All of this evokes a series of questions: If nationalism, the way its sternest adherents argue, is a deep and overwhelming sentiment, if it is in the blood that runs in our veins, then why do we need a disciplining machine reminding us of our schooldays, to enforce that sentiment in us? If the new regime and its lawmakers believe nationalism is a precious sentiment people value, what is the logic behind making them stand up for it all the time? If nationalism, on the other hand, is not a natural sentiment, will enforced discipline solve the problem of the artifice behind that sentiment? Or will it further ruin even the small mercies of that artifice? Is nationalism then trying to invent a disciplined society of adults forced to display certain norms of sentiments that are not necessarily their own? Or is this nationalism trying to tell us we are still indisciplined children who need to be further schooled into a more disciplined, nationalist adulthood? Is nationalism a kind of new schooling that would introduce artificial habits into adult citizens the way modern education imparts them in school children? Is nationalism in need of a new pedagogy of sentiments? Is nationalism then not trying to practice the same ritualistic education that prevents the breathing of freedom in a child? Isn’t the disciplining and punishing of citizens for showing the slightest deviation from prescribed expressions of nationalist sentiment furthering alienation? Why is the idea of the nation sounding more and more like being in a classroom, lectured by the annoying schoolmaster on what it means to be an ideal student (this time, of nationalism)?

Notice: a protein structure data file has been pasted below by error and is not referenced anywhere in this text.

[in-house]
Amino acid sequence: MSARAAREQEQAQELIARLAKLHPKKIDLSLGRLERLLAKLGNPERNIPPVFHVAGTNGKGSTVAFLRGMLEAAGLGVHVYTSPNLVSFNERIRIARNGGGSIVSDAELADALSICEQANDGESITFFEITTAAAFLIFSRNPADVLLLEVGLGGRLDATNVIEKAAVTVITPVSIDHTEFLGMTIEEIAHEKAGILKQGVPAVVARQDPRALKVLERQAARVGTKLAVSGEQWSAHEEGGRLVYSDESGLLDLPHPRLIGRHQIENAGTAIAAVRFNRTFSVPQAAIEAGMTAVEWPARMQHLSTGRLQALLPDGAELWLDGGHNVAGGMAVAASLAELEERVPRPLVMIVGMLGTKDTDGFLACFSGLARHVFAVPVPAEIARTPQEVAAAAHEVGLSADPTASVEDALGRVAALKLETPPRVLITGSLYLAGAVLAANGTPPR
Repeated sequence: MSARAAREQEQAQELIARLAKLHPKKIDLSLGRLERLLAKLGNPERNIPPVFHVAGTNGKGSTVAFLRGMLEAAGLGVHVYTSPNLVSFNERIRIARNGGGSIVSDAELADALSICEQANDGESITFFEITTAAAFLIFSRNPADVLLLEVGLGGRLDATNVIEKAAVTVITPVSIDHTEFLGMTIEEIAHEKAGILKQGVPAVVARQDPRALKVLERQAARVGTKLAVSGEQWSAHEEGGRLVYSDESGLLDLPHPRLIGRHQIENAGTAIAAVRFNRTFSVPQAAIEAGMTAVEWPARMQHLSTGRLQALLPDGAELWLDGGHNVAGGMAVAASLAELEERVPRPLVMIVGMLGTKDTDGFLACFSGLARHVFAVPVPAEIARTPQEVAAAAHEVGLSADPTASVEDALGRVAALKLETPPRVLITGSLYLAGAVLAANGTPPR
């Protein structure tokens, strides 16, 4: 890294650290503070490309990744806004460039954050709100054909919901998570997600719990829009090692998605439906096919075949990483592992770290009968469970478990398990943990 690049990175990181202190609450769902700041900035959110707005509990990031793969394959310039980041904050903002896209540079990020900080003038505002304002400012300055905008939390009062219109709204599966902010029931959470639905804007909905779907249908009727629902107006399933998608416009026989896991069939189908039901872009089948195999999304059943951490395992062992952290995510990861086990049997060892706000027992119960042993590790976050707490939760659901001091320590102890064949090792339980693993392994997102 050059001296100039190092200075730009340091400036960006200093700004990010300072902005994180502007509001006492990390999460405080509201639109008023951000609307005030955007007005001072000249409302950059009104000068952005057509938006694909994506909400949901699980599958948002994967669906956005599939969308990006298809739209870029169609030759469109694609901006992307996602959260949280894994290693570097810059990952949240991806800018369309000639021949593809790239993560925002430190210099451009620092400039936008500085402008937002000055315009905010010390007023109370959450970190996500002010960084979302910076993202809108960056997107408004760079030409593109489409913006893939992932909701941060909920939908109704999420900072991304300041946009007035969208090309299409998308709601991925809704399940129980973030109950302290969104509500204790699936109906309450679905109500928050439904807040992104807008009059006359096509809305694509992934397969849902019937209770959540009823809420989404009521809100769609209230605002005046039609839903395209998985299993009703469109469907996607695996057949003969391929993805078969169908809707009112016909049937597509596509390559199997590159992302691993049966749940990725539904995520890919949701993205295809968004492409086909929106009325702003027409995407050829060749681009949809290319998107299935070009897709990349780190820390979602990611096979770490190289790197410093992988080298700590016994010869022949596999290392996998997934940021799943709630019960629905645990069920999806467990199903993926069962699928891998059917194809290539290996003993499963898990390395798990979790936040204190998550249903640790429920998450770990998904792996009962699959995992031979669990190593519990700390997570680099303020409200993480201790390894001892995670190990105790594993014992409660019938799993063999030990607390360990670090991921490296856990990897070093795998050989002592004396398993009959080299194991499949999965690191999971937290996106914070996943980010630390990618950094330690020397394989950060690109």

The national schoolmasters seem to be paranoid about students they failed to discipline. So they have decided to re-discipline them again, by turning film theatres into school assemblies for a few minutes. They will remind adults that their old schoolmasters haven’t disappeared from their lives. The rule-abiding school student, like a law-abiding citizen, has to prove his loyalty to the nation by standing up in attention for the national anthem. Discipline is the new mother of nationalism. If you thought the terrors of disciplinary education ended in school, you were wrong. The new nationalist school of thought will force you to attend classes in places you hadn’t imagined before. Any place you go looking for your “first love”, your freedom, your love for cinema, will now be haunted by an enforcement-machinery that shall order your entry by checking your nationalist credentials. Hyper-nationalist regimes, like schoolmasters, only love and trust the parrots and the pets. The indisciplined ones, whose rebellious spirits don’t languish in the joyless world of rules and orders (the world Tagore called the “dreary desert sand of dead habit”), who love to disobey, poke fun and distort the holy scripts of power, are under the scanner. Nationalism has no place for naughtiness, for rebelliousness. But it has place for trolls abusing others in the name of the nation.